Drought awareness ramped up in the Peach State, but should we be more concerned?

From Morguefile/hotblack

On the surface, the weather outside isn't frightening. After all, we're experiencing temps in the mid 80s going into the last October weekend of 2016 and about zero chances of rain. This seems like it will be one of the warmest Halloweens on record. Trick or treat participants might wish to consider swimsuits while on their hunt for candy.

That part about the forecast no rain has meteorologists, climatologists, environmentalists and water supply experts concerned. Here we go again with yet another exceptional drought. The is the number one problem that has been blanketing the Atlanta metro area and quite honestly, most of Georgia for many years.

I could be completely off-base here, but it seems that there isn't much concern out there about the drought at the moment. I must point out that there were measure put in place by the state Environmental Protection Division - so I'm not saying that anyone has been falling down on the job. Public awareness by the EPD about this exceptional drought was ramped up before Labor Day with a drought Level 1 response.  This report was issued on September 9 when most of North Georgia was in a "severe" drought, but should the region have been more proactive in its approach with more strict measures? Indeed many will say that this more proactive idea is "Monday Morning Quarterbacking" and no one had the ability to see how early autumn was going to be with all of the models available. Even if all out outdoor watering bans were in place, would we be better off going deeper into fall?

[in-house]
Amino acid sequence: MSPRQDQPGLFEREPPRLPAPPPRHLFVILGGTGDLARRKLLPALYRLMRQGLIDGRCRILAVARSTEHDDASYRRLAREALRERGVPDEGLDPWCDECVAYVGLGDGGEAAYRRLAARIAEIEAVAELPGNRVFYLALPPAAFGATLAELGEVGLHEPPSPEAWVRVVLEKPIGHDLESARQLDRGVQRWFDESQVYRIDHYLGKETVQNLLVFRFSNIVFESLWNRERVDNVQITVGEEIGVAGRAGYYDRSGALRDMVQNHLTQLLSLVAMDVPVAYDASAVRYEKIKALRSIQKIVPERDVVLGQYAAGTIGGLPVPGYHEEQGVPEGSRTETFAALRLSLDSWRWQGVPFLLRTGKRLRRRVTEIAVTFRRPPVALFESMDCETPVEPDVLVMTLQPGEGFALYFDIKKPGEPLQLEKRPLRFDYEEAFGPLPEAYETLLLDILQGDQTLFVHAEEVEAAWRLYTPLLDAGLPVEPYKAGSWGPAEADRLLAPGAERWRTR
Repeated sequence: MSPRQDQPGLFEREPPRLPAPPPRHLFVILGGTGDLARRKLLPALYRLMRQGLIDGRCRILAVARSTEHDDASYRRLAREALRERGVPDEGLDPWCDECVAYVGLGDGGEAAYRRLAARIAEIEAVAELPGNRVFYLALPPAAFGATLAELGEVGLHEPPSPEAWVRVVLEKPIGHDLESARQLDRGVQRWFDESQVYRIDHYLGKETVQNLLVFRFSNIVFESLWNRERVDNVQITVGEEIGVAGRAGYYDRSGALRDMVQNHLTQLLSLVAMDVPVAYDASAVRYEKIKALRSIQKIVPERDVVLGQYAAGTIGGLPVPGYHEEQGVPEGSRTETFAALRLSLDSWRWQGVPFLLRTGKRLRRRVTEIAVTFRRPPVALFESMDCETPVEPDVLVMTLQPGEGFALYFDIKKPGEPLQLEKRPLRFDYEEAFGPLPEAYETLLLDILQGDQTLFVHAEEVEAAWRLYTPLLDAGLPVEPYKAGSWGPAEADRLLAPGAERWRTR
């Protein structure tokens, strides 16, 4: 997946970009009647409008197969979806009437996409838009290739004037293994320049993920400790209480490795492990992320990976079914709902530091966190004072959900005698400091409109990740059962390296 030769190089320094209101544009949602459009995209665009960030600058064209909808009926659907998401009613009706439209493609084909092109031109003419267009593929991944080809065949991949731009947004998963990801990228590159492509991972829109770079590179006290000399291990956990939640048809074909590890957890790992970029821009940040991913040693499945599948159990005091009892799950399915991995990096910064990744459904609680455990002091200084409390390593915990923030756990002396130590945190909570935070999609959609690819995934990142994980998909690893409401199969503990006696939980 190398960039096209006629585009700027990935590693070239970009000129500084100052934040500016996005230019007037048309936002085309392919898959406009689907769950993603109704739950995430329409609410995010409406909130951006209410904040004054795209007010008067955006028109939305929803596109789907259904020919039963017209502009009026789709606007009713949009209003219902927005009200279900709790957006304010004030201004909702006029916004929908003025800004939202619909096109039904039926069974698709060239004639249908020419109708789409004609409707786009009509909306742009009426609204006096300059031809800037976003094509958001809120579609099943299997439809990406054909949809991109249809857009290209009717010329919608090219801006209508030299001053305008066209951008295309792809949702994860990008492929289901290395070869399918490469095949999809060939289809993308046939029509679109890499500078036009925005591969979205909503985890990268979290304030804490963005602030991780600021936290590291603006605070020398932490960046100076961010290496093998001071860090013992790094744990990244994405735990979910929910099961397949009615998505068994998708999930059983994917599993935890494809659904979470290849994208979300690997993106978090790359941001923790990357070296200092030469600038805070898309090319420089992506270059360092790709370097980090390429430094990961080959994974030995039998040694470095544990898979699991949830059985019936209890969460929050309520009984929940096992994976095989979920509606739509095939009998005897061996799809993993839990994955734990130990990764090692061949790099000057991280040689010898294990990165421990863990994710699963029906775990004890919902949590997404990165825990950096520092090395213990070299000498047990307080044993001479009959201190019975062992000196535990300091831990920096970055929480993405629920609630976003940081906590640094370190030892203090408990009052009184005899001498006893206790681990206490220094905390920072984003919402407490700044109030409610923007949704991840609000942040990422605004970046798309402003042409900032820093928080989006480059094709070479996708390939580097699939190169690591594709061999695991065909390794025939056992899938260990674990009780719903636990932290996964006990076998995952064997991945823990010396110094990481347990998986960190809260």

Even though the state's "water gurus" say that conservation methods have been well under way, many are concerned as we remain rain-less. As of this writing in late October 2016, it seems that the state hasn't done as much as it should have in promoting drought awareness. To me, it's amazing how quickly we can go from having more than enough water to a point where we end up in drought conditions.

Droughts are nothing new to North Georgia over the past decade. We reached critical drought points in summer 2007 when communities finally placed bans and boasted awareness. Things got so bad, folks were praying for rain. Lake Lanier was half full with things popping out of there that many folks had not seen in years. We were told to limit watering, restrict showering, car washing and even toilet flushing. In South Georgia, crops dried up making life difficult for thousands. Desperate times called for such desperate measures, but couldn't that have been alleviated to some degree with pre-emptive conservation well before the drought hit? Georgia remained dry through 2008, well into late 2009 when we received monsoon-like conditions. Finally the prayer paid off with more than we bargained for - so yes, be careful what you pray for those days. Those gains were temporarily erased in 2011 with a drought that wasn't nearly as severe as 2007. If one recalls, 2007 was hot with triple-degree temps and 2011 contained one of the longest stretches of 90 degree and above days. Congrats to 2016 for breaking that record. I think it this past summer was far worse with the heat and humidity.

Perhaps officials don't wish to alarm the public with outdoor watering and burning bans, but shouldn't these rather strict out-all bans have been in place for the past six or seven weeks? It didn't take rocket scientists to realize that rain has not been in sight for September, October 2016 and most likely into November, right? 


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